Moreover, as addressed, the human rights violations experienced by North Korean trafficked women are caused and worsened by the diplomatic relationships between the politically related countries. Each country’s nationalism promotes its political independence, profits and social security, which lead to its failure to protect populations who do not fall within the boundary of the nation state. These include refugees, asylum seekers, stateless people and the undocumented, and result in a further denial of their human rights (Weaver 2014). In Christian thought, the relational wrongdoings that the victims have suffered, at both interpersonal and social levels, are more than merely a humanitarian concern. It impacts (Glatz 2012):

God’s essential respect and concern for each person and an effort to protect the essential human freedom necessary for each person to achieve his or her destiny as a child of God. (p. 1)

The global community as a whole has a shared responsibility for restoring the well-being of disadvantaged and powerless individuals as well as the broken social order, and for restoring the values of dignity, interdependence and solidarity (O’Connor 2014:394).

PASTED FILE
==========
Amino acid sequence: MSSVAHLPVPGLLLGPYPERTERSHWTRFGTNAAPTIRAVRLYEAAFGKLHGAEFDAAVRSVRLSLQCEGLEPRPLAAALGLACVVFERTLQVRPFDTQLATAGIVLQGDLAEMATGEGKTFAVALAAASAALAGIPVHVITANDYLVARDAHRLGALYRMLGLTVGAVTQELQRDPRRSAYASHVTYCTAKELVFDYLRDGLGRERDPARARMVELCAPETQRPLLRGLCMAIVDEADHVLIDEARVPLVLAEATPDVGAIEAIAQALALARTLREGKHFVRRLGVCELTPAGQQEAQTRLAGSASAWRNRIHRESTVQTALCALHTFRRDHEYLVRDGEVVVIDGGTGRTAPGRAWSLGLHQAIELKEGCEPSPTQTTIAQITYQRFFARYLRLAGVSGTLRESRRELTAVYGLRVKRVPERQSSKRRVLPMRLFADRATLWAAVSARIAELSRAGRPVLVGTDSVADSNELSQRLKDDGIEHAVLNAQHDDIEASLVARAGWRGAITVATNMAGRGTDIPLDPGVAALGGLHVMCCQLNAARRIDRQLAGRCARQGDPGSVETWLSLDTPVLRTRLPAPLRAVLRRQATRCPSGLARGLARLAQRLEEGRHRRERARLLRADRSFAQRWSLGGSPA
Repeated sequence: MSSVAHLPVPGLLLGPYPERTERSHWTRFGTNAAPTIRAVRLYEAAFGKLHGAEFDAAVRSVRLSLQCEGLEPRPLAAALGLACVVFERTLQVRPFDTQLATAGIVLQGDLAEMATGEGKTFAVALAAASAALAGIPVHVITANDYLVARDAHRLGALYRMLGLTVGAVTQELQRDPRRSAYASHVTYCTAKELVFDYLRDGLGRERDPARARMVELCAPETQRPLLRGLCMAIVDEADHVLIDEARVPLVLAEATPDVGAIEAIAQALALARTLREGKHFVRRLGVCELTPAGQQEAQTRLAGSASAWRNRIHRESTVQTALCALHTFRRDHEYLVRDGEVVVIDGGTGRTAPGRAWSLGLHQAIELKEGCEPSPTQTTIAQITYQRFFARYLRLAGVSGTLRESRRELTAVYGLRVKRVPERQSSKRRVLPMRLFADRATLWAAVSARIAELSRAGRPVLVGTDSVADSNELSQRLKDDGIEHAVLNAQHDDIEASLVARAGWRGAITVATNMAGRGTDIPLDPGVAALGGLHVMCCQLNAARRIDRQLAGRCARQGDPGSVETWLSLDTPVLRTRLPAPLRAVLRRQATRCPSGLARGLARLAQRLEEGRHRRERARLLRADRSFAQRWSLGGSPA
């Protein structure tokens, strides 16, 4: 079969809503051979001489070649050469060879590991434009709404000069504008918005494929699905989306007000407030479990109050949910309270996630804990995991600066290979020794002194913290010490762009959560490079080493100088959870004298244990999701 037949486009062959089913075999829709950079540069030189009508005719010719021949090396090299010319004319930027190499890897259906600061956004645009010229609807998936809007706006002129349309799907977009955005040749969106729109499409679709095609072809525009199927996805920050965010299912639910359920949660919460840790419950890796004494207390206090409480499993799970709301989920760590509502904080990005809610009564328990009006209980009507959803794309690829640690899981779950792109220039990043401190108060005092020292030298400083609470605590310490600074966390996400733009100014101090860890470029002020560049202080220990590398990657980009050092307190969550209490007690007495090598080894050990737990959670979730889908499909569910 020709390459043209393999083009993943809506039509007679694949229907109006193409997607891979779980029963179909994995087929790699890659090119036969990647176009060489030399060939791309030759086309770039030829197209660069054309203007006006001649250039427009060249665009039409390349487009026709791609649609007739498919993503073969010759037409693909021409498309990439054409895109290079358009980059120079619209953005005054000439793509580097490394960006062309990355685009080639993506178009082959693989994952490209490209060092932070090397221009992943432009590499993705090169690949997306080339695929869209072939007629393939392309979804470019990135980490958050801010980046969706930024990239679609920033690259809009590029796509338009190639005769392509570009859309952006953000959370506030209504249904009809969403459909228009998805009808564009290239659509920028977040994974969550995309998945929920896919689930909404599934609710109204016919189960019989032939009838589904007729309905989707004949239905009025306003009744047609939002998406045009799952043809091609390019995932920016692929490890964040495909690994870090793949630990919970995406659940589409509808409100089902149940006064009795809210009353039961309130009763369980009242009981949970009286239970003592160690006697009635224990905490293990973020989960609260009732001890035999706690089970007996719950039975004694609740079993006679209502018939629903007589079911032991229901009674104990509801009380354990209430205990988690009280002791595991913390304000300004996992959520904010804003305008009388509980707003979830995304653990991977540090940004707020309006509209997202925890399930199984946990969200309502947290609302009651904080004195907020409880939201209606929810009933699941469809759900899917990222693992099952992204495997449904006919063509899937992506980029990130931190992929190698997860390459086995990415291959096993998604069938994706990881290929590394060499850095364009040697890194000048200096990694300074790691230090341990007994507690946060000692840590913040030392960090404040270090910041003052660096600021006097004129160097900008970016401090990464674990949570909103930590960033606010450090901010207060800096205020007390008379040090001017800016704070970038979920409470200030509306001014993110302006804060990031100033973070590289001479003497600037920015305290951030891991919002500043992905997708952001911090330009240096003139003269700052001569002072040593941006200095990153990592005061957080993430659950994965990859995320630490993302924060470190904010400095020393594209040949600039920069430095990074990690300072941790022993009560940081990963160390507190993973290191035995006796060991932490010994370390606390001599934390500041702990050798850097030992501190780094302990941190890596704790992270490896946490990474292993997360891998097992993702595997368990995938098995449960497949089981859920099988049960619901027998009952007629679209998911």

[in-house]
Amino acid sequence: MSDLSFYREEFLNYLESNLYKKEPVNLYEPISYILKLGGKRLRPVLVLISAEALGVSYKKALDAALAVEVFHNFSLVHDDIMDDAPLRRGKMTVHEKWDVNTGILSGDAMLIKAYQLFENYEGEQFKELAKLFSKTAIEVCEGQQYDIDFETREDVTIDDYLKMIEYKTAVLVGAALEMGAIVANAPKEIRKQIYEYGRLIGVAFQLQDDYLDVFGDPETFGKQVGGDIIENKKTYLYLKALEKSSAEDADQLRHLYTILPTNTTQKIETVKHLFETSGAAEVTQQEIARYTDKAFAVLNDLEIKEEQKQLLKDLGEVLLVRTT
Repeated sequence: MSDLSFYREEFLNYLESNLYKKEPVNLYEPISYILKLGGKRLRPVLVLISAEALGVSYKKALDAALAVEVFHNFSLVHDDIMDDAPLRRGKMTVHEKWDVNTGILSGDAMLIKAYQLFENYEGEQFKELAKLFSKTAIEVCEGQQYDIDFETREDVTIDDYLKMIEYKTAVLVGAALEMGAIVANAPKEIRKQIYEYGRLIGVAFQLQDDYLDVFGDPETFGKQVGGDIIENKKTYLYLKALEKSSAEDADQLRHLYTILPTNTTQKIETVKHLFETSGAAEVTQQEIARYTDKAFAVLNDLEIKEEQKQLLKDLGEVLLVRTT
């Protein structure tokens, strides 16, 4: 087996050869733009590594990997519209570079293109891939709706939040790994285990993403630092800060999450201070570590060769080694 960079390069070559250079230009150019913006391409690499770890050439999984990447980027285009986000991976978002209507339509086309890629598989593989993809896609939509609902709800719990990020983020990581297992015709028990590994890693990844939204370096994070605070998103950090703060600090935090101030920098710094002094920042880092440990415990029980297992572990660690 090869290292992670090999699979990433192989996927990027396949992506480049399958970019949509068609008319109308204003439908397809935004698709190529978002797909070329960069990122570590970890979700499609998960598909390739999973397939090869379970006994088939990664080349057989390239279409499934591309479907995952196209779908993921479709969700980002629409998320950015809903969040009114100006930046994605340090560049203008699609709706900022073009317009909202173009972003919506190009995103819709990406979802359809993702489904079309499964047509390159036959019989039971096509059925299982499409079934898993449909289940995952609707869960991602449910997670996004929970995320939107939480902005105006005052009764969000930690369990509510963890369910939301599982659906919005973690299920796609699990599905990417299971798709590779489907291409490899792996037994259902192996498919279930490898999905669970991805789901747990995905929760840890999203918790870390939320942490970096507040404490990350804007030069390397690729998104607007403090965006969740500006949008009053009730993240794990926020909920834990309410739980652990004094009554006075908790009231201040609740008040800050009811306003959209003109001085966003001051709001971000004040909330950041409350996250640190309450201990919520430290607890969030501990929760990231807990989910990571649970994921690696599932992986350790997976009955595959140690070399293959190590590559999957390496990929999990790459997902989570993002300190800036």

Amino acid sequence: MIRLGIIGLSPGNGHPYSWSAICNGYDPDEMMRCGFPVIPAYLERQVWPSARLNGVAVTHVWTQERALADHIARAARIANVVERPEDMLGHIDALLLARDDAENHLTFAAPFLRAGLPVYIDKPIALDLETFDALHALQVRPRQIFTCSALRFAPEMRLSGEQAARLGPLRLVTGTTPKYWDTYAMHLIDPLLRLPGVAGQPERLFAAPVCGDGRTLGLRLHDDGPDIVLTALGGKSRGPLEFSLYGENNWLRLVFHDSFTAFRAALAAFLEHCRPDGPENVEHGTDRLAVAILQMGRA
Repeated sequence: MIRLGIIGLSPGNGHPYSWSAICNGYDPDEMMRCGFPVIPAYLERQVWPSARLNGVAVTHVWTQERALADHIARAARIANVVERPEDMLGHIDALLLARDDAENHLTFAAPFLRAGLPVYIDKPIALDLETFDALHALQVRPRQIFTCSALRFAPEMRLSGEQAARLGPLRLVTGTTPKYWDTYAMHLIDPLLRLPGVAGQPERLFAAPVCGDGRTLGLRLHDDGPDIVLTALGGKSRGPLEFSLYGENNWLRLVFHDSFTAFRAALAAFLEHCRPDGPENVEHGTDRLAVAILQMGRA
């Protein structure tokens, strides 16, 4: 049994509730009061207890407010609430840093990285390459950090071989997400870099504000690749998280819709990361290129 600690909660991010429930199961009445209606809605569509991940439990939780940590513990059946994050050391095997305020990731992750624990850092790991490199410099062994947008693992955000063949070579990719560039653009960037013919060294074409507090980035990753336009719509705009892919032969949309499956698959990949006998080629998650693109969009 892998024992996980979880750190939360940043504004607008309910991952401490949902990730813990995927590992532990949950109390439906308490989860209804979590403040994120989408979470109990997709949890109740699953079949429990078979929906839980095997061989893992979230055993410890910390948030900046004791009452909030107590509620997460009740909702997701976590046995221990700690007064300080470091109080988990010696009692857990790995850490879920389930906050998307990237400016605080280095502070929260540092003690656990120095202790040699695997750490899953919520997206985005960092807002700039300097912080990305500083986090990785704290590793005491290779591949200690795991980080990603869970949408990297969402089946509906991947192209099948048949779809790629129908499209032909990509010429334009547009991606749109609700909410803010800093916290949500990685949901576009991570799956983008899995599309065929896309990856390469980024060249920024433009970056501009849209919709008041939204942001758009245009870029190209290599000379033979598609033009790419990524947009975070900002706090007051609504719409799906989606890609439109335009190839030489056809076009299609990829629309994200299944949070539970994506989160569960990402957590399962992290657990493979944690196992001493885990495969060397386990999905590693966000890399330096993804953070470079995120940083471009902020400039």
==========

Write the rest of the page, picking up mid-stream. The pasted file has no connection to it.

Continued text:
The theological foundations of restorative justice

The theological insights regarding human trafficking demonstrate the applicability of theologically informed restorative justice. Restorative justice aims to re-establish broken social relationships grounded in the relational and restoring nature of God’s justice in dealing with crime. In this section, I will articulate the concept and major characteristics of restorative justice that are distinctive from retributive justice. I will also explore its theological groundings, mainly employing the arguments of Christopher Marshall.

Characteristics of restorative justice

Restorative justice has been proposed as an alternative option to retributive justice in the treatment of criminal acts. Retributive justice is a theory of justice that holds the view that punishment proportional to the offence is the best response to crime. This is based on an understanding of retribution as the ‘just deserts’ that the offender deserves to compensate for the wrongdoing (Cragg 1992:15). In retributive justice, crime is defined as a violation of law and the state, and justice is defined as applying the law. Although proportional punishment imposed by the state can provide protection against unfair treatment of crimes, the harms that the victims experience are not the focus and thus are seldom addressed. The victims are not allowed to initiate, settle or stop prosecution without the permission of the state (Llewellyn & Howse 1999:73).